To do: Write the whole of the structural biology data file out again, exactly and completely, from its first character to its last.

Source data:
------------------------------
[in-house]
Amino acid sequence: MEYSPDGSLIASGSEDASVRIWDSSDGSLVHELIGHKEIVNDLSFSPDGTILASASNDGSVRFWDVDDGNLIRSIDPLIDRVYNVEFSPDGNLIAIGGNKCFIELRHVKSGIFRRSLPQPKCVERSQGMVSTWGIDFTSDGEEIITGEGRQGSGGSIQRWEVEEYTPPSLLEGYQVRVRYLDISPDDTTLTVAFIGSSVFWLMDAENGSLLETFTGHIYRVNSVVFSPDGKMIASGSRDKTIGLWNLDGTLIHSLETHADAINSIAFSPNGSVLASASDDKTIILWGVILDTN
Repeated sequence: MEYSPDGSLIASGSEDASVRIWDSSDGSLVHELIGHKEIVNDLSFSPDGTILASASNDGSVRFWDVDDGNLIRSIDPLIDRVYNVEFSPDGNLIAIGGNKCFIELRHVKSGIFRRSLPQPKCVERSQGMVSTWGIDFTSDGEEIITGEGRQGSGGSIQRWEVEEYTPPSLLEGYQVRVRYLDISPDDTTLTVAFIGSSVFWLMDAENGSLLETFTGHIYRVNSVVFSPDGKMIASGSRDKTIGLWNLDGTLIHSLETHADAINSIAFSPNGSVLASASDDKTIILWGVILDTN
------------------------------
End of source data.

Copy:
[in-house]
Amino acid sequence: MEYSPDGSLIASGSEDASVRIWDSSDGSLVHELIGHKEIVNDLSFSPDGTILASASNDGSVRFWDVDDGNLIRSIDPLIDRVYNVEFSPDGNLIAIGGNKCFIELRHVKSGIFRRSLPQPKCVERSQGMVSTWGIDFTSDGEEIITGEGRQGSGGSIQRWEVEEYTPPSLLEGYQVRVRYLDISPDDTTLTVAFIGSSVFWLMDAENGSLLETFTGHIYRVNSVVFSPDGKMIASGSRDKTIGLWNLDGTLIHSLETHADAINSIAFSPNGSVLASASDDKTIILWGVILDTN
Repeated sequence: MEYSPDGSLIASGSEDASVRIWDSSDGSLVHELIGHKEIVNDLSFSPDGTILASASNDGSVRFWDVDDGNLIRSIDPLIDRVYNVEFSPDGNLIAIGGNKCFIELRHVKSGIFRRSLPQPKCVERSQGMVSTWGIDFTSDGEEIITGEGRQGSGGSIQRWEVEEYTPPSLLEGYQVRVRYLDISPDDTTLTVAFIGSSVFWLMDAENGSLLETFTGHIYRVNSVVFSPDGKMIASGSRDKTIGLWNLDGTLIHSLETHADAINSIAFSPNGSVLASASDDKTIILWGVILDTN